Even though some researchers believe antisemitism happens only to clubs and fans, there are some incidents in the past which show that antisemitism takes on a form of individual abuse. When Israeli-born footballer Tal Ben Haim was transferred to QPR, on the page of the announcement of his transfer, supporters wrote offensive comments. Similarly, Chelsea Israeli player, Yossi Benayoun unveiled that he suffered anti-semitic verbal abuse which was targeted him by Chelsea supporters.

Evolving from definitions and examples above, in this essay, the concept of ‘new antisemitism in football’ refers to all the abusive behaviours towards a target, regardless of its size, associated with the Zionism or Jewish connecting actually or presumably.

The Mechanism

‘Chim chiminee, chim chiminee, chim chim churro, Jürgen was a German, but now he is Jew’. According to Efron, supporters of Tottenham Hotspurs made this chant when AS Monaco transferred him to Tottenham Hotspurs whose supporters identify themselves as a group that represents a Jewish community. The context around this chant should be provided for explaining one aspect of new-antisemitism mechanism. Though Jürgen Klinsmann played for AS Monaco who play in the first division of French league, he represented West Germany International side since he was born in West Germany. However, this chant implies that he changed his nationality following his transfer to Tottenham in 1994. Dixon (2015) explained the idea behind this, saying that since the 1970s, football clubs have been becoming representative national bodies and for fans and communities in which they locate.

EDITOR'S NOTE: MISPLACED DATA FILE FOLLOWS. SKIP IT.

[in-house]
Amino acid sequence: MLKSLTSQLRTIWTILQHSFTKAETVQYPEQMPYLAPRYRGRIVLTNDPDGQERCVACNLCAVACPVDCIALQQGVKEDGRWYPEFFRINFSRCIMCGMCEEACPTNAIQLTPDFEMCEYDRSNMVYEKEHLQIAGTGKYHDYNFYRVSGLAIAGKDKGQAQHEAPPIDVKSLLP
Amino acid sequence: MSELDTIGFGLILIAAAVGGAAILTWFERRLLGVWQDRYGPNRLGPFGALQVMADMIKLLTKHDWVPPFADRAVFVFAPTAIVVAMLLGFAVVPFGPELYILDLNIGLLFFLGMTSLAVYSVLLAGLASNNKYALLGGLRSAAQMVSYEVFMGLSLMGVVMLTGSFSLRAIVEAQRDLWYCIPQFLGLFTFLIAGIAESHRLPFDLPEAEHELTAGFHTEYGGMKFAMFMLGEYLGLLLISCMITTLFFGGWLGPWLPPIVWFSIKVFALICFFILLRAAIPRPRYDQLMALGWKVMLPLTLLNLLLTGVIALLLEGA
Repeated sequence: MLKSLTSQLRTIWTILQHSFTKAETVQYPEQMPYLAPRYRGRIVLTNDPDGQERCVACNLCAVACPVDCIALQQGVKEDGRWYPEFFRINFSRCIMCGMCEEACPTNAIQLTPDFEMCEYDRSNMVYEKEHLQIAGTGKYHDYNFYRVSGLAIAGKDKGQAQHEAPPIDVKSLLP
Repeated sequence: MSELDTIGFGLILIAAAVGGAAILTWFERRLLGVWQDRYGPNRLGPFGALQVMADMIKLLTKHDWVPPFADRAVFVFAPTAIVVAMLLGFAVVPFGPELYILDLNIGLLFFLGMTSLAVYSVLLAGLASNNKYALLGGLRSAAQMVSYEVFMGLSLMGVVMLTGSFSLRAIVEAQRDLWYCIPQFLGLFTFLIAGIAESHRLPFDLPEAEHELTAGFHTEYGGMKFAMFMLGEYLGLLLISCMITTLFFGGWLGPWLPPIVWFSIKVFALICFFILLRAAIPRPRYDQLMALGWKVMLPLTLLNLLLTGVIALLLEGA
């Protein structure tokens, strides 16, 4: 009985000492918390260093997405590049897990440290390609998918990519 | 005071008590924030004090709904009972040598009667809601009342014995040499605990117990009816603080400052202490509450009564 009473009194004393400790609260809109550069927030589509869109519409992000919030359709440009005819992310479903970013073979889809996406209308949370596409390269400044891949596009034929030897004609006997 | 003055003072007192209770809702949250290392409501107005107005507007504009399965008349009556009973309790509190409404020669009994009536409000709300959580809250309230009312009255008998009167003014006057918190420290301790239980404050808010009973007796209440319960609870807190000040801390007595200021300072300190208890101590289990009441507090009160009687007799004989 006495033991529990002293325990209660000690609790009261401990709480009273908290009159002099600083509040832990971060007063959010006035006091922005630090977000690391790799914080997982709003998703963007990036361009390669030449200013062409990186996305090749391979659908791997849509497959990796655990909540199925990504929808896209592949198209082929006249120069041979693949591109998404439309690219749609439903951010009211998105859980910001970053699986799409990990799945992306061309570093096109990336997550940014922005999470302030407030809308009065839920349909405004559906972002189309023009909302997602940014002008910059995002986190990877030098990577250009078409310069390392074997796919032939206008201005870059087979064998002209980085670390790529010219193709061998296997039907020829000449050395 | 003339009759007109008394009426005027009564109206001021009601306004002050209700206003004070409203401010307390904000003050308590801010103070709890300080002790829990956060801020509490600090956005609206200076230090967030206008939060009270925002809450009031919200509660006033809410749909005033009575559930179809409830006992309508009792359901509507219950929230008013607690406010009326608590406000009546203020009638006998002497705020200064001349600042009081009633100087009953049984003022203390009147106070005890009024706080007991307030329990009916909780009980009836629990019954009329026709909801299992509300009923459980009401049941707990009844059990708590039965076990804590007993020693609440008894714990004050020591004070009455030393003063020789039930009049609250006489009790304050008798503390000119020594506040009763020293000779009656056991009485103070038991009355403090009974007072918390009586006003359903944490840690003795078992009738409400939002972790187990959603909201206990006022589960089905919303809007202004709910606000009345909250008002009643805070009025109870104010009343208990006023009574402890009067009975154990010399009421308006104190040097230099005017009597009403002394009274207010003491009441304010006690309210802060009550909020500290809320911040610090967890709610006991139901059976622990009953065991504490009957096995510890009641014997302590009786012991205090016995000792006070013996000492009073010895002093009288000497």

This notion gained more extra momentum coinciding with far-right groups gaining access to football in the 1970s when football merged with working-class supporters with the increase in the number of expression of fascism. Additionally, Blackshaw (2008) hints that football clubs work as ‘imagined community’, theorised by Benedict Anderson, explaining that what people experience and how they behave can be understood as an expression of the collective experience of the member of a nation-state, as known as fascicm, in that era. Concluded from these studies, it is estimated that football work as a virtual nation for supporters and it saw a transformation of supporters behaviour from giving support to their favourite team to using their team to express their identity. 

Testa (2010) illustrates this new feature of football with relation to society, using two distinct types of supporters in Italy, Ultra and Ultras. While Ultra puts their team first, Ultras put their group and aims before the team and are hostile to anyone outside of their world or anyone who can be threat to their group. Over this change in their attitude of supporters in football, and with rise of the notion of fascism among supporters, they started to excluding any threat to their aim of achieving ultimate unity .

 As a characteristic of Fascism, a nation is recognised as a race, all other races which could be a threat to disrupt the purpose of unifying the nation become target of exclusion. On this point, the knives were out to the Jewish people that had a shift in creation of their identity which initially had been based on their religion to their racialised group.